Upgrading Your Home Studio

Upgrading Your Home Studio

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In this post, we get some home studio tips from our favourite audio engineer and sound designer Rob, who works for one of the biggest recording studios in London. Rob is also a smashing voice over artist with years of experience behind his belt. We are very happy to have him on our books. Rob is has already shared his wealth of knowledge in our previous post on how to set up your home studio for voice overs. Read on if you're planning to upgrade your existing set up.

"So, you have your microphone, your interface, your headphones and you are rocking along nicely at home. In fact, you may be recording so much from your living room that you decide to take the plunge and invest in a full home studio.
It's a big step to take but it can be massively beneficial if voice over is your main source of income. It will require patience, and a willingness to learn more about the recording process. You’ll also need to develop proficiency on your chosen DAW (recording software). Get this right, and you can create a space not only perfect for you to record and deliver top quality VO but one that can be hired out to other professionals to use.
N.B. DAW = Digital Audio Workstation (ProTools, Audition, Logic, etc)
The first consideration is your space. You'll need to do away with the microphone shoved in the cupboard and develop something more permanent. Sound isolation is the top priority.
You need a booth. Fortunately, there are a couple of options here. Firstly, you can buy made to measure flat pack booths, such as this one from Kube
These start from £3000. They can be made to fit your requirements and provide excellent results.
Alternatively, you can DIY your own. You'll need space, wood panelling and lots of foam but it's a great way to create a booth on a budget.

There are tons of videos on there, as well as forums dedicated to home studios. A little acoustic treatment can go a long way.
A few things that are important to consider in your own booth:
Heat - Booths get hot! It's an isolated space without much air flow. Think about using LED strips for lighting and have electronics outside of the booth if possible. If you have the money, an air-conditioning unit may be a godsend. Just make sure it’s got a quiet mode.
Usability - Make the booth practical for use. Have the screen, mouse and keyboard routed into the booth (they run fairly cold). You may also want direct access to your interface, so you can set the gain. If the interface runs cold, it can go in the booth. If you’re using a preamp that generates a lot of heat, invest in one with digital gain levels that can be controlled via your computer.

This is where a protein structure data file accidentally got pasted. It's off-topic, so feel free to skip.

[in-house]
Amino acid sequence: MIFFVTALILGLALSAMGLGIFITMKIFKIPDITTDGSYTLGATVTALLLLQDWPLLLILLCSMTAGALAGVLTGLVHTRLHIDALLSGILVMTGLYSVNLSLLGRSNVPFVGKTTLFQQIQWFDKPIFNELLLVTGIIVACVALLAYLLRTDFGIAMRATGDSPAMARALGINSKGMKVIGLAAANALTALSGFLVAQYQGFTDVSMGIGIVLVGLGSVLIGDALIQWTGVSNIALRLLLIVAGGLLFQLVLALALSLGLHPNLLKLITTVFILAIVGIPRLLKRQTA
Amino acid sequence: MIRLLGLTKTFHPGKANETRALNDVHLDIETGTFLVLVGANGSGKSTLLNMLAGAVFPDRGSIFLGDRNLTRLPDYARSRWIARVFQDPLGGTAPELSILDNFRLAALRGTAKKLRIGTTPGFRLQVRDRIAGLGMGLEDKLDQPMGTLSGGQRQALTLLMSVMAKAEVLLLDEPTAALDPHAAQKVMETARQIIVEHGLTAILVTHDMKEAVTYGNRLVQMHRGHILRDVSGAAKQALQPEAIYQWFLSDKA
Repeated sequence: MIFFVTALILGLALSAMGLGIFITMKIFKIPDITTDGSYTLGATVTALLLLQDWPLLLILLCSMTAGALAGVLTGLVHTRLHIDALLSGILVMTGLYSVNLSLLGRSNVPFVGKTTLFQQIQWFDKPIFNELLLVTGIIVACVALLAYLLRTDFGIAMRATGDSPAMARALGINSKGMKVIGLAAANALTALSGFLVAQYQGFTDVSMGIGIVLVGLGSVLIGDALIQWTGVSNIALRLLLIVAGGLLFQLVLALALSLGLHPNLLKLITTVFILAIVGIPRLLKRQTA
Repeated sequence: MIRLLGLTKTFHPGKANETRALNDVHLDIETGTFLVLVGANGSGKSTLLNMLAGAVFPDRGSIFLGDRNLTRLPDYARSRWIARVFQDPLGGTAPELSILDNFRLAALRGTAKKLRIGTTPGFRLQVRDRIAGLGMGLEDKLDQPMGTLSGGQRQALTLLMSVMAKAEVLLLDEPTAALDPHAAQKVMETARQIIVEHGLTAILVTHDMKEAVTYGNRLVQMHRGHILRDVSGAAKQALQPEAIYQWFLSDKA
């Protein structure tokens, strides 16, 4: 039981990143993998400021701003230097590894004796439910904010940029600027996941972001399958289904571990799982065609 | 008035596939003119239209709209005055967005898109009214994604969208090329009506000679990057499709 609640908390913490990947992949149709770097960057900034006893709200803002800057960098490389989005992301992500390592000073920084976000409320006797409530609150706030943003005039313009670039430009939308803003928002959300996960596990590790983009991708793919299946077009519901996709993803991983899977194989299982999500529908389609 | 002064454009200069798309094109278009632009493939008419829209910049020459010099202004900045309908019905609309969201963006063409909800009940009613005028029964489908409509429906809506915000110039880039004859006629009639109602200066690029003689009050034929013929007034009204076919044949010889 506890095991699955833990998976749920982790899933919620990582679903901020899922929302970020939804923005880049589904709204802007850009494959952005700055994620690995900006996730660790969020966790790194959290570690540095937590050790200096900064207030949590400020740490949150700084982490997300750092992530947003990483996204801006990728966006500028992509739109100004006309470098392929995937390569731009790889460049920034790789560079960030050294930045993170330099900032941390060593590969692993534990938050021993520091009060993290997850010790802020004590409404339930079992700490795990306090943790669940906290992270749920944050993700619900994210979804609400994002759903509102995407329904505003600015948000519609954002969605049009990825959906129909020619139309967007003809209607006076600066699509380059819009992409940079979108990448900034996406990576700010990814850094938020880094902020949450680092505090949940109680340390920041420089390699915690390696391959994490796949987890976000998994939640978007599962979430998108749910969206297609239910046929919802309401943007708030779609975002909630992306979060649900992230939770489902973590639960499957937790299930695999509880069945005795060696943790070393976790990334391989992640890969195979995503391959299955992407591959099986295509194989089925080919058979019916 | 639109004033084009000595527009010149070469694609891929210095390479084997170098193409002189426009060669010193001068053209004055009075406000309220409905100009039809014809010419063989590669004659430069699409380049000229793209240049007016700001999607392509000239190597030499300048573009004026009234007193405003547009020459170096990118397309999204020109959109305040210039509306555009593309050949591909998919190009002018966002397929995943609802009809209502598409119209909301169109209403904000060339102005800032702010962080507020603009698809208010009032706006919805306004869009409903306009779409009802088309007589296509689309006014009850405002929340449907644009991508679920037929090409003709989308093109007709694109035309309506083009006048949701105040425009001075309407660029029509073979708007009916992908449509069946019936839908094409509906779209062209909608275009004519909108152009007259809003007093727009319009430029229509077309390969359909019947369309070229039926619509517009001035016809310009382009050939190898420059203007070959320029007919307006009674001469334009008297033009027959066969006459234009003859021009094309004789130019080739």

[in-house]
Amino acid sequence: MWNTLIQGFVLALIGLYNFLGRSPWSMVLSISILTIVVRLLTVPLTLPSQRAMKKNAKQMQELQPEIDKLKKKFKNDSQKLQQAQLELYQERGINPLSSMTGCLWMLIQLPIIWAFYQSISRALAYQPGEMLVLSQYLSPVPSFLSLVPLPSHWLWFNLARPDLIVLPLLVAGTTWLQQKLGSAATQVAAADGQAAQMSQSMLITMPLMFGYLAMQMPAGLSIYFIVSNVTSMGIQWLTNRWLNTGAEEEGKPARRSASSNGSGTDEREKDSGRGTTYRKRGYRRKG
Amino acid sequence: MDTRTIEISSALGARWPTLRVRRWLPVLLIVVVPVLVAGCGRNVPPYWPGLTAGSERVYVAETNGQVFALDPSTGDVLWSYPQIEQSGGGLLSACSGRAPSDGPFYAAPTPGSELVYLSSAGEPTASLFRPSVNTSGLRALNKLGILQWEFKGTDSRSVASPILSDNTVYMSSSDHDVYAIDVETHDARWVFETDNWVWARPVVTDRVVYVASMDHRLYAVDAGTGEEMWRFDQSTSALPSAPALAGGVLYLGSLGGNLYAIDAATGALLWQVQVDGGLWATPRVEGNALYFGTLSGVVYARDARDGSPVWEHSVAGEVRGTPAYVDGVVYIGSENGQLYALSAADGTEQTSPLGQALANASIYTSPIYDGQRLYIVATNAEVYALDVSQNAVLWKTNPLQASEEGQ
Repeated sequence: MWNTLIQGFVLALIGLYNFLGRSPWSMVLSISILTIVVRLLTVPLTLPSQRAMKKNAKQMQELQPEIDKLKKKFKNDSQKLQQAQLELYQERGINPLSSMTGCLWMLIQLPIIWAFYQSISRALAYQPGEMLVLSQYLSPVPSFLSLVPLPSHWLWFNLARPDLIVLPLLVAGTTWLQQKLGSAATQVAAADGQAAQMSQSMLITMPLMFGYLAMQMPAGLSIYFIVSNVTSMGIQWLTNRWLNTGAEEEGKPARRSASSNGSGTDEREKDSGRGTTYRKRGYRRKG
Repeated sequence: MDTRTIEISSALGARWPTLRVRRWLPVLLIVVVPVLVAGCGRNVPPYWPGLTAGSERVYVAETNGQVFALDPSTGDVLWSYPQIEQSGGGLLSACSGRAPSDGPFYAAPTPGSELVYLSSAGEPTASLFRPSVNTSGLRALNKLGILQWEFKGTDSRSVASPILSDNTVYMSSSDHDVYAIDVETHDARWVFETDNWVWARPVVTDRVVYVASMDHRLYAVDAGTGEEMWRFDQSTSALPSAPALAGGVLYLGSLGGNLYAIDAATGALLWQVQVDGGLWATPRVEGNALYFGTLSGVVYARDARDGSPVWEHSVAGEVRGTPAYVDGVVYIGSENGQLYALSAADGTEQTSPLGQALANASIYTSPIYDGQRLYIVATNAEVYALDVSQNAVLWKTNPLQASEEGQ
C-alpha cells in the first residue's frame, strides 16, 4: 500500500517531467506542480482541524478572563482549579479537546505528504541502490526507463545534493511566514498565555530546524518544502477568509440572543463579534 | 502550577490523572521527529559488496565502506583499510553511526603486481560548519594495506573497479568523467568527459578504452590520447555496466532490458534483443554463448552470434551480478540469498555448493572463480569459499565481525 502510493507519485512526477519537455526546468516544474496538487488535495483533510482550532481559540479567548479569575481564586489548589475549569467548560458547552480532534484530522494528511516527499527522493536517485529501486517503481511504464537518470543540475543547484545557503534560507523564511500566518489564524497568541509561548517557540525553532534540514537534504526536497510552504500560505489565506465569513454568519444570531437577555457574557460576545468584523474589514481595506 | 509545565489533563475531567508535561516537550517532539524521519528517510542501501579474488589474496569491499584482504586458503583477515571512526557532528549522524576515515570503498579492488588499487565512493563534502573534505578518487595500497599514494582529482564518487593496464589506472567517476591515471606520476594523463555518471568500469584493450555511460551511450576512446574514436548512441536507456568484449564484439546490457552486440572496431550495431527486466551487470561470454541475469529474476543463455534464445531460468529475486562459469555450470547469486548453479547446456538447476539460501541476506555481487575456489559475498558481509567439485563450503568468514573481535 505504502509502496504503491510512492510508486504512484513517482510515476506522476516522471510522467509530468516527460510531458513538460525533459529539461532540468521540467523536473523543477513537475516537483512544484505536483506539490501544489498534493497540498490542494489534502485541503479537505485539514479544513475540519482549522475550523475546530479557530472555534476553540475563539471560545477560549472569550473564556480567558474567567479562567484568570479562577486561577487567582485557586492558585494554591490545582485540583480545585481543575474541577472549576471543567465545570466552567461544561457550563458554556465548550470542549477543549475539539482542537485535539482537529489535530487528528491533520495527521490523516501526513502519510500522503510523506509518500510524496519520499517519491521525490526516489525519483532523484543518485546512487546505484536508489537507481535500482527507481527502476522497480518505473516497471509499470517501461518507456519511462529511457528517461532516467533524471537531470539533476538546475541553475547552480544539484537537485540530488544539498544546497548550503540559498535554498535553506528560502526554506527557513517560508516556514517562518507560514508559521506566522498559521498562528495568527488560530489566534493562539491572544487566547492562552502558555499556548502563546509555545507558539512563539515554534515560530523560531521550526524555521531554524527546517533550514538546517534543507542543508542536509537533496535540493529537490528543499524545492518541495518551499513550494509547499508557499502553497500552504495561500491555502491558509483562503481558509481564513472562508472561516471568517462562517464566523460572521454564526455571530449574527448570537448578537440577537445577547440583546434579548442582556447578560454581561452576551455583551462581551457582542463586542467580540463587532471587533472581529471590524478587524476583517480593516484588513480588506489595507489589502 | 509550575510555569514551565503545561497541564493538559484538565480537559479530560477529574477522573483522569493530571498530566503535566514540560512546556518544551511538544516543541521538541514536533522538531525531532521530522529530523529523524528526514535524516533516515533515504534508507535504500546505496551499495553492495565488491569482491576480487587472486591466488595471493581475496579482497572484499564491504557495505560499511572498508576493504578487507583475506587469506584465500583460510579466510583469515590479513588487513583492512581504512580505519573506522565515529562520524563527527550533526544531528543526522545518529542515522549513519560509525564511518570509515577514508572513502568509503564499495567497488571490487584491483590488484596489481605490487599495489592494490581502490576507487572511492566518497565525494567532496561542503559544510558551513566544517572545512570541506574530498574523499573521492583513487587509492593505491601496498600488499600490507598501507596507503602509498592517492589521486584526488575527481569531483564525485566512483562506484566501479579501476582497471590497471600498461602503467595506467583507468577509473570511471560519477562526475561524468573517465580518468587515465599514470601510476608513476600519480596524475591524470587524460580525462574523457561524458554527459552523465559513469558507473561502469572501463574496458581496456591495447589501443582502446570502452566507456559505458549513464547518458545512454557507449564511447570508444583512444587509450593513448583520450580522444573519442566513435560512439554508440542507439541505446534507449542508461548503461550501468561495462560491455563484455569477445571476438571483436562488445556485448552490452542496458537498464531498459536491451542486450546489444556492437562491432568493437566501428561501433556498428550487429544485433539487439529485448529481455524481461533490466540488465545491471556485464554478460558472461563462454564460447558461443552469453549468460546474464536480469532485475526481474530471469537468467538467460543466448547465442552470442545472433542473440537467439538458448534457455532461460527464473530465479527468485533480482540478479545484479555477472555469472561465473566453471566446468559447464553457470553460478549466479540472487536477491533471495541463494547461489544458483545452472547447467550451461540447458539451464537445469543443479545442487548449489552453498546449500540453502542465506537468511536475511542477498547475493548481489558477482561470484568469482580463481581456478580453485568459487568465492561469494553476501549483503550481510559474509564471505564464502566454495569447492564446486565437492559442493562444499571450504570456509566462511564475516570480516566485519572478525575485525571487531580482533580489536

You have your isolated booth, now let's get some pro gear in there!
You may well want to upgrade from the £200 model you started with. The differences may not be significant on first listen, but a professional microphone can make your recordings stand out from the pack.
The best of the bunch is the Neumann U87, but they cost thousands brand new may well be out of budget. Keep an eye on eBay though, as there is a big second-hand market for microphones. If you see one for under $1000 and it has a good returns policy, buy it!
Another suitable model at a more reasonable budget is the Neumann TLM 103 which retails around the £850 mark.
Another link in the chain that usually gets overlooked in home recording is the preamp. Most basic interfaces like the Focusrite Scarlett have a basic mic preamp built-in. However, using a more powerful microphone, a dedicated mic preamp can really bring out all the warmth that the mic has to offer
The Universal Audio 710 is a personal favourite.
Recording Machine
Honest opinion: do away with the laptop. Get a dedicated machine for recording on. Laptops are great for convenience but lack the power at the same price point as a Mac Mini or Mac Pro. 
If you’re on a budget, look at eBay for deals on reconditioned Mac Pro 2012 models onwards (better known as flowerpots) to get better spec for less.
Another honest opinion: a Mac will always beat a PC for ease of use and cross-functionality when it comes to audio recording. They are designed for it and you won't have to scrabble around to find every single driver for every piece of kit! They cost more, you may have to learn a new operating system, but they just work! 
Time to step up from Audacity! 
Try ProTools, Logic Pro, or Audition. You will need to get comfortable with the software and learn its quirks, but it is going to be a must if you are going to tackle long detailed recording sessions and multitracking. 
Additional Gear
Have a look into Source Connect Standard or Pro (not to be confused with Source Connect Now). 
If you are doing sessions with other studios around the world you may have been asked to connect with a device like this. It allows high-quality audio to be transmitted between you and a second party over the internet. It's perfect for remote sessions.
Additional Reading
With all the new equipment you have purchased, you'll need to understand more about signal flow and recording. 
Start by looking into the different audio formats (WAV, MP3, AIFF, etc) and why you may use each one. Look into sample and bit rates, what they mean, and their uses. Making some practice recordings can help.
Take it one step at a time. I don't have any recommendations as to which guides to read.  Most of the books I've read over the years are unnecessarily overcomplicated in their description of these terms.
If you’re a visual learner, you can find plenty of information on YouTube, too.
Most importantly, have fun and treat home recording as a new hobby. Don't be scared of trying out new gear and experiencing the frustration when it doesn't work. 9 times out of 10, it will turn out that you just forgot to turn the speakers on!"